A question I am asked almost daily is “what is clicker training?”. It’s a fairly straight forward question, and as my experience, knowledge and understanding of clicker training and the science that describes it has deepened, my reply has evolved and deepened, and can be readily altered to suit the audience. The core of the answer is the same, but how I describe it has become more refined.
Clicker training can easily be described in terms of learning theory, behavioral science, and more. It can even be described in terms of the relationship it builds with the horse, the results it produces and the motivation it awakens in the horse (and usually handler as well). But it never quite seems to get to the crux of the matter. Which brings me to what I feel may be the more important question….
What is a Clicker Trainer ?
What tells us that you or I are clicker trainers and someone else is not ? The obvious answer is “we train our animals with clickers!”. However, I sometimes encounter someone who is using a clicker to train their animal, but it would appear that the animal is not having a positive experience, so that definition is not nearly a good enough way of assessing a clicker trainer.
A number of years ago I had a boss at work who was definitely a clicker trainer, but never once held a clicker. He also never trained animals. But for the first time appraisals at work were no longer about pointing out areas for improvement, I was no longer in a blame culture, I was in a positive environment. I had never to my knowledge, until then, encountered anyone who could generate all of that. What was it about him that made him such a great trainer, a great boss, someone I wanted to learn from and spend time with ?
Here are a list of just some of the things that struck me about him as qualities that I admired and learned from:
- Patient; not only when explaining something to anyone, but also when someone was explaining things to him.
- Consistent; he was consistent in his approach to everything, including all the qualities listed here. As a result, any day he was not consistent people felt able and willing to approach him to ask what was wrong and they willingly offered assistance in resolving issues. No poisoned cues with this boss !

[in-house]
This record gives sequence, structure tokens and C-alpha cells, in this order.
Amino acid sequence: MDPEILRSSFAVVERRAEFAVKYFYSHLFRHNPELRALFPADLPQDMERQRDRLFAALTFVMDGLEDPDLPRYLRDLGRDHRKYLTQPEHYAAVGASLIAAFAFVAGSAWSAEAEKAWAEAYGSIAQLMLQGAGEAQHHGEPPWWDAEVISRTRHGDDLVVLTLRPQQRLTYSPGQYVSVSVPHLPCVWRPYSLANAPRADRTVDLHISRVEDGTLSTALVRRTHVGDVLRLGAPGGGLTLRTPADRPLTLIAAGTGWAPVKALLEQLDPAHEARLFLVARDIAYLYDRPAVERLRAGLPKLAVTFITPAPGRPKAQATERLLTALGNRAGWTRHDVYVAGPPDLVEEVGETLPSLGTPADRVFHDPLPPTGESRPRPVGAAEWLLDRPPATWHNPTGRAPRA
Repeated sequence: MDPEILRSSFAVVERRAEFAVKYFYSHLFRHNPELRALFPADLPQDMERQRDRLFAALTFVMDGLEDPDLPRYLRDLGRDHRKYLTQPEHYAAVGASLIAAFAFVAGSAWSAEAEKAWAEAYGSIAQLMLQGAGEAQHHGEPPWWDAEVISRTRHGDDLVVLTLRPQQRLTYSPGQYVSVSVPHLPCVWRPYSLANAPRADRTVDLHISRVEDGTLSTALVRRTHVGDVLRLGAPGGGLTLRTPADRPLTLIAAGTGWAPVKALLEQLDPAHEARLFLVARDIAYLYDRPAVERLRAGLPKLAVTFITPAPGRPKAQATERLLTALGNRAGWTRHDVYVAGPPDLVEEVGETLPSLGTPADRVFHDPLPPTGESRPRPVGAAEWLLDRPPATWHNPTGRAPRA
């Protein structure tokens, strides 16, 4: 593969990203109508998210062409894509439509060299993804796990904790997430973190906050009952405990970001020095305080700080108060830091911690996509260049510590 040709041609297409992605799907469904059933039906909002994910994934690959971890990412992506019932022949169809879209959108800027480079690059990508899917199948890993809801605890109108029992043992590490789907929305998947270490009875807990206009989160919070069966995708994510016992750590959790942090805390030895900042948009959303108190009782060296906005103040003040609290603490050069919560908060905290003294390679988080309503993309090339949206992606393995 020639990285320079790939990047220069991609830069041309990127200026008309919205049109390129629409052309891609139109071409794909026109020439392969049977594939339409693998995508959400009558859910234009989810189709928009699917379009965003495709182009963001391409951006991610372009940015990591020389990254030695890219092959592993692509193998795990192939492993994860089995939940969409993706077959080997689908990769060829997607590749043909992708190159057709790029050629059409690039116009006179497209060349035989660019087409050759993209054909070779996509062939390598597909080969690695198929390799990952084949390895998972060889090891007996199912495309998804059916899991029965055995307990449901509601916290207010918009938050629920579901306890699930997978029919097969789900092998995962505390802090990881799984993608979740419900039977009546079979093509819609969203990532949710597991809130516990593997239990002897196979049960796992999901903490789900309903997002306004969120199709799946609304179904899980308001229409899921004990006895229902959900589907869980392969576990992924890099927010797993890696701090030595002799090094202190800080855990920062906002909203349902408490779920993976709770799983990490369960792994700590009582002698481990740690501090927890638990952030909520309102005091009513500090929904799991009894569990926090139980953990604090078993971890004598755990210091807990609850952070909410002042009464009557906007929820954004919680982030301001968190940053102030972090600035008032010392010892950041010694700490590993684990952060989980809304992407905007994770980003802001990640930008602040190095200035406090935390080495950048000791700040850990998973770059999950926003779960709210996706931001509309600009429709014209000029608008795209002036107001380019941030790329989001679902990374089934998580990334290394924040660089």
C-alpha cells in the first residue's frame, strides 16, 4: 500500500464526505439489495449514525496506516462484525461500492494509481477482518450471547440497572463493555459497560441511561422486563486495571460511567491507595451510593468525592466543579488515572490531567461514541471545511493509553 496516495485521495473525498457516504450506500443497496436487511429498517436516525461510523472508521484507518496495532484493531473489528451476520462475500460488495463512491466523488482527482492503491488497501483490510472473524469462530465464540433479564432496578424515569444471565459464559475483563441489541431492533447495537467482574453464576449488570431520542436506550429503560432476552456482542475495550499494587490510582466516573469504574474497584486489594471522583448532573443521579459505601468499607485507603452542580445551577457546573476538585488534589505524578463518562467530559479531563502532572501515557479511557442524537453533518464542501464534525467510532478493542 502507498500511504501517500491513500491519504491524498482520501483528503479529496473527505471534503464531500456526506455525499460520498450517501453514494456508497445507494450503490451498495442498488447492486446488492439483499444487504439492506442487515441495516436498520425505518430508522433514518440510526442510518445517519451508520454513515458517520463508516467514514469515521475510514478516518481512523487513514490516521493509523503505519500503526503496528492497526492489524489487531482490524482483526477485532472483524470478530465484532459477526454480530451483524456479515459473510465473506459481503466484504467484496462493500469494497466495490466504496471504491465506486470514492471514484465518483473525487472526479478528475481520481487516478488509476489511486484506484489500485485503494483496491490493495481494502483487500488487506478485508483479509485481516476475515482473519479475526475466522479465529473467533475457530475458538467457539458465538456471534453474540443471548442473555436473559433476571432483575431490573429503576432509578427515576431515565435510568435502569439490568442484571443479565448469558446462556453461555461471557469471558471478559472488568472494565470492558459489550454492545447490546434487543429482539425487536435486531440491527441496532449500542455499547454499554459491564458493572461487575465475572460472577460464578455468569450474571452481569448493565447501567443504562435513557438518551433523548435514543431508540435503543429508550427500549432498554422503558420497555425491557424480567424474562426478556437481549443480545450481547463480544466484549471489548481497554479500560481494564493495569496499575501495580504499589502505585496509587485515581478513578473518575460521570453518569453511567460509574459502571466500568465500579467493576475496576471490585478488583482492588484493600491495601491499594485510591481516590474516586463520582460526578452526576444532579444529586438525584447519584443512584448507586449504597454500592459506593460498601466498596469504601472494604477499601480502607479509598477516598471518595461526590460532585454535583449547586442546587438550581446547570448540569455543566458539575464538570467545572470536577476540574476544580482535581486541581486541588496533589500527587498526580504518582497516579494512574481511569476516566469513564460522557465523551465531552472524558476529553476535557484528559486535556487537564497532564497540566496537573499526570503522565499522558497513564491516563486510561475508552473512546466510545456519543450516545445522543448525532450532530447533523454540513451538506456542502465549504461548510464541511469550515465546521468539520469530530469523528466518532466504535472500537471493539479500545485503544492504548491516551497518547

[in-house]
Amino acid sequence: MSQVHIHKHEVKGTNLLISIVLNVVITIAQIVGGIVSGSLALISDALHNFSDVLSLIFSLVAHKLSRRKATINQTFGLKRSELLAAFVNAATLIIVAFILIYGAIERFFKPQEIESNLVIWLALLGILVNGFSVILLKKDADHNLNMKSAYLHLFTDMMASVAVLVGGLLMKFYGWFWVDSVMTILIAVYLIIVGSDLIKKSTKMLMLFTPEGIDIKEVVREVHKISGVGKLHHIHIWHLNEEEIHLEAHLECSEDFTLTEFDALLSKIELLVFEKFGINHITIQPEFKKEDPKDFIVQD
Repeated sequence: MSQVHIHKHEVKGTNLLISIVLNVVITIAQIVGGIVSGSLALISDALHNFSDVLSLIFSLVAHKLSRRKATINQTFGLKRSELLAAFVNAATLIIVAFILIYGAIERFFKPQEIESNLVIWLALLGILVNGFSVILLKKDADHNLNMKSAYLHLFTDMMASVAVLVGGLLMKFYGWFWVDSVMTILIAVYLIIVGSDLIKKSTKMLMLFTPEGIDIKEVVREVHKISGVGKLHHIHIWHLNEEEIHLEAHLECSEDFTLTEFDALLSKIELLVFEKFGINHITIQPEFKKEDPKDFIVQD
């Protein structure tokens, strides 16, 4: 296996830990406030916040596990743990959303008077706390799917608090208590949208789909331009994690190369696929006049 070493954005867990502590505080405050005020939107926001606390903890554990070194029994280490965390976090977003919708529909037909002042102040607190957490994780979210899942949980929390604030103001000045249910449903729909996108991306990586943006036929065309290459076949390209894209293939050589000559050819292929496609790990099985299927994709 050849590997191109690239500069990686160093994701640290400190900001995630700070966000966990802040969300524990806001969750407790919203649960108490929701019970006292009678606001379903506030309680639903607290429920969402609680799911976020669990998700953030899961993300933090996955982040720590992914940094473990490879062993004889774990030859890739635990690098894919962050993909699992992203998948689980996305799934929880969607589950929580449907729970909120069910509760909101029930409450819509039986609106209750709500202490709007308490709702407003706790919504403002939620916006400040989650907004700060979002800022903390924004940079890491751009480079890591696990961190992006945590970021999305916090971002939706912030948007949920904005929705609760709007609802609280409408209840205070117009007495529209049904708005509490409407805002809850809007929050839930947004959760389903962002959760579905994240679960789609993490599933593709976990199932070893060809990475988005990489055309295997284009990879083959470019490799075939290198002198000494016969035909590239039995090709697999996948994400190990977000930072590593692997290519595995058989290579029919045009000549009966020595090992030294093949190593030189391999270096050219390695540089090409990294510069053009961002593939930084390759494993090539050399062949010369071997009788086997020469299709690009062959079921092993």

- Fair; he treated everyone fairly, never with conscious use of punishers. If something wasn’t going so well he gave time, patience and a chance to figure out how to get things back on track, always ready incase you needed to ask for his help. And he never escalated pressure.
- Positive; no matter how bad we thought things were, he could help to see the positive side to it.
- Trust; he trusted people to get on with their jobs and not micro-manage them. Due to his qualities he was approachable and so if people need help they felt they could approach him knowing they would get nothing but assistance and patience.
- Time; no matter how busy he was he always had time to listen patiently, to help, to advise.
- Observant; he got to know his team well and so it was easy for him to know when things were going well, or not so well.
- Respect; he treated everyone with respect.
He also instinctively knew how to apply the 10 laws of shaping behaviour (search archives for “10 Laws”). These are many of the qualities that make us clicker trainers, as opposed to being people who train with a clicker in their hand.
I was working for this same boss at the time, I bought Classic and I am no doubt that his influence over me led me to search for a positive way to train my young stallion. As a result I found Alexandra Kurland, The Clicker Center, and in doing so found someone else who had all of these qualities, could create a positive environment to work and learn in and who inspired me.
Clicker training is not so much a training method (though there is a solid structure available to follow if needed), its more a way of being with animals. A way of looking at them, listening to them, respecting them and applying all of the qualities listed above to our interactions with them. That way of being with animals starts to cross over in to how we are with people around us. It becomes a way of life.